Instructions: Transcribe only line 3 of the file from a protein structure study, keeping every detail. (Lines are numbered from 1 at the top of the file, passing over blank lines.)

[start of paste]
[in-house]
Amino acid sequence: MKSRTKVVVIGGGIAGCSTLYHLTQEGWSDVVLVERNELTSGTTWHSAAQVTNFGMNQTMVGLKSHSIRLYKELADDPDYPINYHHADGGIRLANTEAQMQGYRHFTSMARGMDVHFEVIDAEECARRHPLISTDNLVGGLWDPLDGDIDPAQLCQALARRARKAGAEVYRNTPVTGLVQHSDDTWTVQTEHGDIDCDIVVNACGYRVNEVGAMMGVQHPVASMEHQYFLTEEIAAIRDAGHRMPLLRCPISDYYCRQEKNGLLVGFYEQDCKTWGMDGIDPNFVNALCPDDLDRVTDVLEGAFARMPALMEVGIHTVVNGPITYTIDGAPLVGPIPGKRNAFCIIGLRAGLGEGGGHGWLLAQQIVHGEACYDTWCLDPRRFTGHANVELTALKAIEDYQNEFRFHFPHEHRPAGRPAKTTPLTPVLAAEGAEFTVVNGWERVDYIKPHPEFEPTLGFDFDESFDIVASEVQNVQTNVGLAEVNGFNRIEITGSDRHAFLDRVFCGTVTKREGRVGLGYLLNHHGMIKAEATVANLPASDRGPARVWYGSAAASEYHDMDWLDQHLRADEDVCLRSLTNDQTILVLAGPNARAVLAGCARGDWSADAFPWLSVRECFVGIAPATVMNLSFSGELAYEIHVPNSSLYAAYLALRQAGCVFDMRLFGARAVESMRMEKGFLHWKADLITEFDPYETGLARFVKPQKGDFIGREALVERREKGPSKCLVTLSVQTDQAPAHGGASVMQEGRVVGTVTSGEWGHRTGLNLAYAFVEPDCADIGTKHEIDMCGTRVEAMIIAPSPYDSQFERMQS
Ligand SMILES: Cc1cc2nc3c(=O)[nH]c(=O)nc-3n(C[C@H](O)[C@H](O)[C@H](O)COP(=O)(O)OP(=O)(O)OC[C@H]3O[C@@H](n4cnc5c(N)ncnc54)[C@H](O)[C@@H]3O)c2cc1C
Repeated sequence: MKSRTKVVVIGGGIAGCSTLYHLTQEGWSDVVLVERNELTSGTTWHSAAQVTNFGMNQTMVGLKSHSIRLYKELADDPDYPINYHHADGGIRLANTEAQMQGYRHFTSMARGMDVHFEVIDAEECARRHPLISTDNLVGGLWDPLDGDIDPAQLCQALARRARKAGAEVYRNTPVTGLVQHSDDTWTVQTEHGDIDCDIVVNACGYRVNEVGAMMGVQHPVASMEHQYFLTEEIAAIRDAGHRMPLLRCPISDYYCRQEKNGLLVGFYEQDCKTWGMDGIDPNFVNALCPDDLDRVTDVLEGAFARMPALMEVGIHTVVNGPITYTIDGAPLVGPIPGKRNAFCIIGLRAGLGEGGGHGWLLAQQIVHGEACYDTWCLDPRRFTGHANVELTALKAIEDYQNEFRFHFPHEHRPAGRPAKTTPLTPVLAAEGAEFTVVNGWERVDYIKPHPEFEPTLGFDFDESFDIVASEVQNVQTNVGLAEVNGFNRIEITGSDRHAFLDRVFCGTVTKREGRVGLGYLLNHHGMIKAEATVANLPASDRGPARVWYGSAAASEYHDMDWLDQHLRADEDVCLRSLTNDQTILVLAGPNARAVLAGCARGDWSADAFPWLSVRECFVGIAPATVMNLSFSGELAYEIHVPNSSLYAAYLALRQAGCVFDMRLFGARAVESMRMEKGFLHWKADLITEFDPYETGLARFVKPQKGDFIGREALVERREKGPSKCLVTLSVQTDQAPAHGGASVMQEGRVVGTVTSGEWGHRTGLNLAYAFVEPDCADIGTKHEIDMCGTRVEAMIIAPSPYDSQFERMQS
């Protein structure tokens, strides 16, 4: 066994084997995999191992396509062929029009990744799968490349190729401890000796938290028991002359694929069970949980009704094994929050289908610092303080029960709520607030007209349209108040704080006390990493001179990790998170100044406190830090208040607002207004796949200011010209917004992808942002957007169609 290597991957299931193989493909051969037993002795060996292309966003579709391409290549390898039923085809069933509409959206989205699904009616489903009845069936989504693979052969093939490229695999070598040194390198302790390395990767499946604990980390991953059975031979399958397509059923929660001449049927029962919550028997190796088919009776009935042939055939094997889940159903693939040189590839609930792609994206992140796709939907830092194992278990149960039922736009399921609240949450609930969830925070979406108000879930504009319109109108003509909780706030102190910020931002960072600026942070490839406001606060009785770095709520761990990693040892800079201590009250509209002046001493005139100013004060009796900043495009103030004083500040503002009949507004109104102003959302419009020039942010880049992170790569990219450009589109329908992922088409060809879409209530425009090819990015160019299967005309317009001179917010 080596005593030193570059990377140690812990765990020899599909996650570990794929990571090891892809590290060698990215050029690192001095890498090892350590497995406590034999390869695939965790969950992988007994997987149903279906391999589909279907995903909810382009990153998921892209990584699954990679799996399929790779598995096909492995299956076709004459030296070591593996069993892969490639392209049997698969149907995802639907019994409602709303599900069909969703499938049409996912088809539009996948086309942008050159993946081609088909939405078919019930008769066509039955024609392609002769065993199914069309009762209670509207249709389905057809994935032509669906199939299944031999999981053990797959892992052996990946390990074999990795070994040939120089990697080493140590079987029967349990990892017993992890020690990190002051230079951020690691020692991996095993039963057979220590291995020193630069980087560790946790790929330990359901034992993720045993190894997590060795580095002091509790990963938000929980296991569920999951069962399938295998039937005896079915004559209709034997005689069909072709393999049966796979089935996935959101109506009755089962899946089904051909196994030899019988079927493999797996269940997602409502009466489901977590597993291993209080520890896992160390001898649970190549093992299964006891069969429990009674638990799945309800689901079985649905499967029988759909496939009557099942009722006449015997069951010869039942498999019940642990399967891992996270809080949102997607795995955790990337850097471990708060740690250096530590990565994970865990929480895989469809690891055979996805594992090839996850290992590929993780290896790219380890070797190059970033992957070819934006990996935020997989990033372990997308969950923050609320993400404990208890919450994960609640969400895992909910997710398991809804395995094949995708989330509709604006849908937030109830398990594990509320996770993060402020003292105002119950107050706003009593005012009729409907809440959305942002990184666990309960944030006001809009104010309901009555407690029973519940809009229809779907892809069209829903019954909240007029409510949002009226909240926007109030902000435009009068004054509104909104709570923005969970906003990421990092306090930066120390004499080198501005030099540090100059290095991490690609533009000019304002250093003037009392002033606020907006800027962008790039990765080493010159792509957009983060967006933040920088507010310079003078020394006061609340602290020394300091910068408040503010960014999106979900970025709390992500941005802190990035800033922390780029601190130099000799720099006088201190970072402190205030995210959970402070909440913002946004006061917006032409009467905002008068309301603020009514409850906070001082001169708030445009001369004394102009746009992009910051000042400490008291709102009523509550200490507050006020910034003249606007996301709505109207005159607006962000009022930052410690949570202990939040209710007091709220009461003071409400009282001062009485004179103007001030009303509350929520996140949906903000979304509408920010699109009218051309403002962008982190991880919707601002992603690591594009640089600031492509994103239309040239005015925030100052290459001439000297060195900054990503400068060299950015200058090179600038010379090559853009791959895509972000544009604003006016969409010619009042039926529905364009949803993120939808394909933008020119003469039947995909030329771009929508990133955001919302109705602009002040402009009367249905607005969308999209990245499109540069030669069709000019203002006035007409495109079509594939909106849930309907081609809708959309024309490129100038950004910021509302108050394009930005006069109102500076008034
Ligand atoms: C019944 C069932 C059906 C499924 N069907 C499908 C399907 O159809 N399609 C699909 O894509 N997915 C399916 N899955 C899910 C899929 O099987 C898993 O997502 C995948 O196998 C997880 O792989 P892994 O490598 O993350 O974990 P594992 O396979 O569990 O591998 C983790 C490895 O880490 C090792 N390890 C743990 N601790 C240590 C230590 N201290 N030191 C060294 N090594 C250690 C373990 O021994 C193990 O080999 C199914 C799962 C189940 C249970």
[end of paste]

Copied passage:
Ligand SMILES: Cc1cc2nc3c(=O)[nH]c(=O)nc-3n(C[C@H](O)[C@H](O)[C@H](O)COP(=O)(O)OP(=O)(O)OC[C@H]3O[C@@H](n4cnc5c(N)ncnc54)[C@H](O)[C@@H]3O)c2cc1C